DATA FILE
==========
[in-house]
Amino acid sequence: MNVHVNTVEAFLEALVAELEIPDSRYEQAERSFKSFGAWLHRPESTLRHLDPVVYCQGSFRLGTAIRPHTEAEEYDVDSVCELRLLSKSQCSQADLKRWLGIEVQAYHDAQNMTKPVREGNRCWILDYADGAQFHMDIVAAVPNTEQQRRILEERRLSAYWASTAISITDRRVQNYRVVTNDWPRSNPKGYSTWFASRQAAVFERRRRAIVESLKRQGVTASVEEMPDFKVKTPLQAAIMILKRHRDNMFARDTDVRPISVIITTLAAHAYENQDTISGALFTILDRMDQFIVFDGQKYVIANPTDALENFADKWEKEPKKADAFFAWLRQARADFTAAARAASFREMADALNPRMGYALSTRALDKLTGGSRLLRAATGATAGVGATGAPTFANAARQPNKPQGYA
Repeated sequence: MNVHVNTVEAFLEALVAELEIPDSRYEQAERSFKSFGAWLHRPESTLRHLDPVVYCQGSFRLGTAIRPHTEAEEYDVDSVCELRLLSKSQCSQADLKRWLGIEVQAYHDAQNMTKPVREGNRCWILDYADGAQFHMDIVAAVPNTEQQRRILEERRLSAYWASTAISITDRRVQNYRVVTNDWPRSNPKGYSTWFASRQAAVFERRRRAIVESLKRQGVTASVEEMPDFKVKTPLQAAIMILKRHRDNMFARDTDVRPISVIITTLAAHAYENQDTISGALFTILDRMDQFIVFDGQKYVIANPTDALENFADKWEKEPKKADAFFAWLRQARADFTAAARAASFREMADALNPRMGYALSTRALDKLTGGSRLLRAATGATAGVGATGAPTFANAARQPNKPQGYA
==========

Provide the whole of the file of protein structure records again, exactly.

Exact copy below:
[in-house]
Amino acid sequence: MNVHVNTVEAFLEALVAELEIPDSRYEQAERSFKSFGAWLHRPESTLRHLDPVVYCQGSFRLGTAIRPHTEAEEYDVDSVCELRLLSKSQCSQADLKRWLGIEVQAYHDAQNMTKPVREGNRCWILDYADGAQFHMDIVAAVPNTEQQRRILEERRLSAYWASTAISITDRRVQNYRVVTNDWPRSNPKGYSTWFASRQAAVFERRRRAIVESLKRQGVTASVEEMPDFKVKTPLQAAIMILKRHRDNMFARDTDVRPISVIITTLAAHAYENQDTISGALFTILDRMDQFIVFDGQKYVIANPTDALENFADKWEKEPKKADAFFAWLRQARADFTAAARAASFREMADALNPRMGYALSTRALDKLTGGSRLLRAATGATAGVGATGAPTFANAARQPNKPQGYA
Repeated sequence: MNVHVNTVEAFLEALVAELEIPDSRYEQAERSFKSFGAWLHRPESTLRHLDPVVYCQGSFRLGTAIRPHTEAEEYDVDSVCELRLLSKSQCSQADLKRWLGIEVQAYHDAQNMTKPVREGNRCWILDYADGAQFHMDIVAAVPNTEQQRRILEERRLSAYWASTAISITDRRVQNYRVVTNDWPRSNPKGYSTWFASRQAAVFERRRRAIVESLKRQGVTASVEEMPDFKVKTPLQAAIMILKRHRDNMFARDTDVRPISVIITTLAAHAYENQDTISGALFTILDRMDQFIVFDGQKYVIANPTDALENFADKWEKEPKKADAFFAWLRQARADFTAAARAASFREMADALNPRMGYALSTRALDKLTGGSRLLRAATGATAGVGATGAPTFANAARQPNKPQGYA